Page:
Scientists say there are 15 million insect species, 2 million marine species, more millions of bird and animal species. Yet, only one- humans - developed language. If evolution is true - that species evolve continually higher and better - why haven't other species developed language?

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    $\begingroup$ Welcome to Biology.SE. Your question has several issues. MINOR ISSUES: The title is too broad. "Scientists say" is a horrible way to start a sentence, you should have references for your claim. MAJOR ISSUE: The theory of evolution doesn't say that species evolve higher and better. What make you think that language is a goal, an achievement that all species should tend to? I am voting to close. $\endgroup$ – Remi.b Oct 3 '15 at 17:26
  • $\begingroup$ If you take some time to learn a little bit about evolutionary biology, you will then be able to ask clear questions. Consider taking a few course on Understanding Evolution (or other good online ressource) $\endgroup$ – Remi.b Oct 3 '15 at 17:26
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    $\begingroup$ Define a language too, many species communicate with vocal signals and this can contain information just like our speech. Also voting to close, it's a terribly flawed question. $\endgroup$ – rg255 Oct 3 '15 at 17:40
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    $\begingroup$ "If evolution is true - that species evolve continually higher and better" That's not what evolution says. Not at all. And yes, many other species have developed their own languages. I can't believe this is news to you. $\endgroup$ – Stephan Branczyk Oct 4 '15 at 12:17

If evolution is true - that species evolve continually higher and better - why haven't other species developed language?

I'll discuss that question first, and then move on to what we know about languages in animals.

"Species evolve continually higher and better" is not what evolution actually postulates; there is no real sense of progress towards ever-smarter ever-better organisms; merely that the frequencies of genes in populations follow dynamics that is dependent on the relationships between the traits they are responsible for and the relationships between traits and the environment which further determine how many offspring a carrier of a given set of traits are likely to have.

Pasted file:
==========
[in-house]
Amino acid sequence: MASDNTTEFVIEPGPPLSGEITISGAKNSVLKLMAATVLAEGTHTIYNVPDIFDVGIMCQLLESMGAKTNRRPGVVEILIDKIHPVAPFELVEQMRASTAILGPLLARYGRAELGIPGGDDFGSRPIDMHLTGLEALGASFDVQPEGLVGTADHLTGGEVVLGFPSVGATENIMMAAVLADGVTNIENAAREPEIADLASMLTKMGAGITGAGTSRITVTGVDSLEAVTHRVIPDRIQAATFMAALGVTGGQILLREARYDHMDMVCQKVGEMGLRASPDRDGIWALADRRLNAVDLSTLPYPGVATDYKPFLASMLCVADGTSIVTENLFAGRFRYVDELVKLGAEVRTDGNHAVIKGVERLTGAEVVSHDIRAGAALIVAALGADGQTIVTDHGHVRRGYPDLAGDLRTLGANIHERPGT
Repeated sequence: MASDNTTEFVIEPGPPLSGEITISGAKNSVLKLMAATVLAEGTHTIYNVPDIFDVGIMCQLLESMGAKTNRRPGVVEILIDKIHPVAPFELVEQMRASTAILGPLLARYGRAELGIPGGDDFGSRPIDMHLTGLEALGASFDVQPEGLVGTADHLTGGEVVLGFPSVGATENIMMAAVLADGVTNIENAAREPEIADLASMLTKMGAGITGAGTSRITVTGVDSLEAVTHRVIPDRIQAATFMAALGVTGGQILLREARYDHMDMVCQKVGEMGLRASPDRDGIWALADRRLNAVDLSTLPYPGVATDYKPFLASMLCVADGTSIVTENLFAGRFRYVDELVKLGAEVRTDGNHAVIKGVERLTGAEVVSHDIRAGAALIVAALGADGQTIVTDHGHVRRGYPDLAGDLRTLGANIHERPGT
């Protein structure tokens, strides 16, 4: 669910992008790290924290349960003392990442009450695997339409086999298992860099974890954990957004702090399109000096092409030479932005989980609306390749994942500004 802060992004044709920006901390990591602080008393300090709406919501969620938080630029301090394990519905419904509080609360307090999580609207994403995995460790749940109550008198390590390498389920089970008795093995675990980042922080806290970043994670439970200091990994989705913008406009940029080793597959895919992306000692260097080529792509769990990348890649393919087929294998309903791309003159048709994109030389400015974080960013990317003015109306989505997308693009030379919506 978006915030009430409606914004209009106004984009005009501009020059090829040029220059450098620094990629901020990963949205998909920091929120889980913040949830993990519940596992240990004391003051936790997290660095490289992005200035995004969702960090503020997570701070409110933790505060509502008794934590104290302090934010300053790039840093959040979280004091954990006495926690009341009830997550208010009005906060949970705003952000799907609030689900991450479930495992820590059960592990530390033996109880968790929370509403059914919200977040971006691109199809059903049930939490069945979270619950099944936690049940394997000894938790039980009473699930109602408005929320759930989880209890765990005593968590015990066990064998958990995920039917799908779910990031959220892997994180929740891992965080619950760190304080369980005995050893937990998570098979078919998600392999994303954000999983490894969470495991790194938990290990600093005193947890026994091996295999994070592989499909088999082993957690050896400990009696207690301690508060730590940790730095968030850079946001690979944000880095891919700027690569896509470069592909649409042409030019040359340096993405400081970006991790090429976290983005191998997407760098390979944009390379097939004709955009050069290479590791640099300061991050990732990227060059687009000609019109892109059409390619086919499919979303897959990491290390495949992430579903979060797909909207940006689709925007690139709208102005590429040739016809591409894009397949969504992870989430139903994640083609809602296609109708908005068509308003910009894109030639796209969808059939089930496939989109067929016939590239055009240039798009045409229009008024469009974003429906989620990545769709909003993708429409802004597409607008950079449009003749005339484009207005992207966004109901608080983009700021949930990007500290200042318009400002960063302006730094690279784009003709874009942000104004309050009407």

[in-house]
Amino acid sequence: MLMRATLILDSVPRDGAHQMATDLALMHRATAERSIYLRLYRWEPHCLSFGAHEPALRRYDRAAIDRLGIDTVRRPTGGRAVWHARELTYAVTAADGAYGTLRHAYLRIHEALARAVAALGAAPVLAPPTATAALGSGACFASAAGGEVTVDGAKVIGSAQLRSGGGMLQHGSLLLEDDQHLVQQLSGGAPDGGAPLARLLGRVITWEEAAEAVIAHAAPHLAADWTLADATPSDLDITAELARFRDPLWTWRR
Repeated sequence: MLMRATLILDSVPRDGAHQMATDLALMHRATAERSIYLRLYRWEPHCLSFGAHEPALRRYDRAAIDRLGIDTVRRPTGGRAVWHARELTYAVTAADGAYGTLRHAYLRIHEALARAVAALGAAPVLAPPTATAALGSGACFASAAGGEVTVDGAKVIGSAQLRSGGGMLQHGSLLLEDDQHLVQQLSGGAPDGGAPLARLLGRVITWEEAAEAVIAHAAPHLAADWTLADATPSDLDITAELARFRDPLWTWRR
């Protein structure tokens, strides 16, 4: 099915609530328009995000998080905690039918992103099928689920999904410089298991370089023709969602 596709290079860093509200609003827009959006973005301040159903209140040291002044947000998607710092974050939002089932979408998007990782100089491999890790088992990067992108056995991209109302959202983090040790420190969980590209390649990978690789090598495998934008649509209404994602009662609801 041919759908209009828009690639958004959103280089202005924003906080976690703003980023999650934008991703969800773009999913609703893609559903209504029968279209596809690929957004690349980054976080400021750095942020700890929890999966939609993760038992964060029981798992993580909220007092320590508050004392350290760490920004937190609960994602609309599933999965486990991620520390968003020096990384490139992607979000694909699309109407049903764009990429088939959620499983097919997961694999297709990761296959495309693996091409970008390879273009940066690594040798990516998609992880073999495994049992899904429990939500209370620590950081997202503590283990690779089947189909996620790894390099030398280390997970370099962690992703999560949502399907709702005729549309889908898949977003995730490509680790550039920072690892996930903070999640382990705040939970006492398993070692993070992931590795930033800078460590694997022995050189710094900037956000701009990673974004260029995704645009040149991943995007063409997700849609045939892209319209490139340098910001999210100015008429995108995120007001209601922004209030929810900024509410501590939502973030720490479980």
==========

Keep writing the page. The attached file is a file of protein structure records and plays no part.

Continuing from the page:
Secondly, new traits don't pop out of nowhere; for a trait to appear in a population, let alone spread through a population, mutations that generate those traits must happen in the first place. That species don't evolve along some imagined ladder of progress has nothing to do with the veracity of evolution.

Coming to languages ; there are recorded instances of bonobos using modulations of their calls to communicate information; which is, simply put, language. Whales do it to a limited degree as well; communicating clan identity through ultrasound.

  • $\begingroup$ ants did have the advantage of language-type communications. The problem is ant language failed to evolve any further. why? $\endgroup$ – Shahid Orakzai Oct 4 '15 at 6:17
  • $\begingroup$ There are neural structures that regulate language; structures whose development is still regulated by genes, and the origins of novel structures requires mutations to happen first; mutations happening and spreading through populations is a matter of chance (mutations are stochastic processes). Even if hypothetically a trait would give a species a reproductive advantage, the mutations to produce that trait must happen first, and there is no guarantee they will (that is the whole point of evolution being stochastic, not deterministic) $\endgroup$ – Ankur Chakravarthy Oct 4 '15 at 15:06

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